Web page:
Cabinetry

For cabinetry to look and work properly (especially in conjunction with countertops), the boxes need to be flat and level. Cabinet installers use shims to ensure this occurs.

First, cabinet installers will use shims placed between the rear of two cabinets before screwing them together, as this helps keep the front of the cabinets in a perfectly flat plane. Next, they’ll position the cabinets in place and use shims to adjust their height and pitch, creating a level surface over top for counters.

Installing doors and windows

Arguably, the most common use for wood shims is for installing windows and doors in rough framing. Builders install windows and doors in rough openings which are substantially larger than the actual window or door. To fill in the gap and get the windows or doors level and plumb, installers use wood shims to position them. 

In almost all cases, installers will use two shims to create a flat, even surface. For large gaps, they might even add extra shims to fill in the gaps. When the trim is installed, the shims disappear from view.

Flatten floors

Whether it’s installing a new floor or taking the bounce and squeak out of an existing floor, wood shims are up for the job. By placing shims between the joists and the subfloor, any gaps that exist will tighten up. This provides the flooring installer with a flat surface for laying the new floor, or it can take the bounce and squeak out of an old floor.

Bathtub installations

Ideally, the floor underneath a bathtub surround or shower pan is level and flat, but that’s rarely the case (especially in older homes during renovations). Shims make it possible for an installer to adjust the pan or tub’s pitch back to level, ensuring that water runs to the drain instead of pooling to one side or the other.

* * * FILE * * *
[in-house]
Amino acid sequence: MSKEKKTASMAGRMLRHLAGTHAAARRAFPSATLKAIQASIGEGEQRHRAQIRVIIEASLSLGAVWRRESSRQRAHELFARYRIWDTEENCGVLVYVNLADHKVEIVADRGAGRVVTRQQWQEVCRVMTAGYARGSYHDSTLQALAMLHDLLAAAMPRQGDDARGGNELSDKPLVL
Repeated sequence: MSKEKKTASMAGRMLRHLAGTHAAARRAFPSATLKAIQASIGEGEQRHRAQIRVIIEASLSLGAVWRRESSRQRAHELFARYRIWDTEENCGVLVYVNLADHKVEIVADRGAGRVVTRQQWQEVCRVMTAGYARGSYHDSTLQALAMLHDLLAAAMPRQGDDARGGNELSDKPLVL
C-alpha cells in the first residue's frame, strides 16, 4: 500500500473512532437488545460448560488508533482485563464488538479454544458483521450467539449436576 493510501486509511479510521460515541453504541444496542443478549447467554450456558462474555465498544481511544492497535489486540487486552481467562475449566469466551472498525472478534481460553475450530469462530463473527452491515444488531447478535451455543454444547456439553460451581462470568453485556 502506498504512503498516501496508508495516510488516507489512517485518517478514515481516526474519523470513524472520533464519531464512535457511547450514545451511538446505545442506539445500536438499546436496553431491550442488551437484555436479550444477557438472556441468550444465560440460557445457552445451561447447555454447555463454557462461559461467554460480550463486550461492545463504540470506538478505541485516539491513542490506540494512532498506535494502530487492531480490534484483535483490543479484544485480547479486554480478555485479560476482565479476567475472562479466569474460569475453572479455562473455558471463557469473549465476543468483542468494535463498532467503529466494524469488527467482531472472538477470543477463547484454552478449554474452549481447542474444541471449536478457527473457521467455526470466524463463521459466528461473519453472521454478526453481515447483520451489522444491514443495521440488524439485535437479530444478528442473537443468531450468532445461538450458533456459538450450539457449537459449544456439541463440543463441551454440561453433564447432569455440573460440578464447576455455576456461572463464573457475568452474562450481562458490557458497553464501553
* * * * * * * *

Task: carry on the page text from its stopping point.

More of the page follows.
In this case, plastic shims are usually best, as the extreme weight of a bathtub full of water will flatten a wood shim over time. 

Wood shims vs. plastic shims: Which is best?

There’s one final point to consider regarding shims: wood vs. plastic. Wood shims are cheaper and easier to cut, shave, and shape. However, over time they can absorb water and rot. Also, extreme pressure from stone countertops, bathtubs full of water, or even heavy objects on a floor can cause the fibers and cells to crush, adjusting the object’s pitch.

In many cases, plastic shims are the superior choice. They’re generally stronger and they’re impervious to water. However, plastic shims are more expensive and more difficult to shape, which is worth keeping in mind when faced with the decision between the two types of shims.

MT Copeland offers video-based online classes that give you a foundation in construction fundamentals with real-world applications, like installing windows and doors. Classes include professionally produced videos taught by practicing craftspeople, and supplementary downloads like quizzes, blueprints, and other materials to help you master the skills.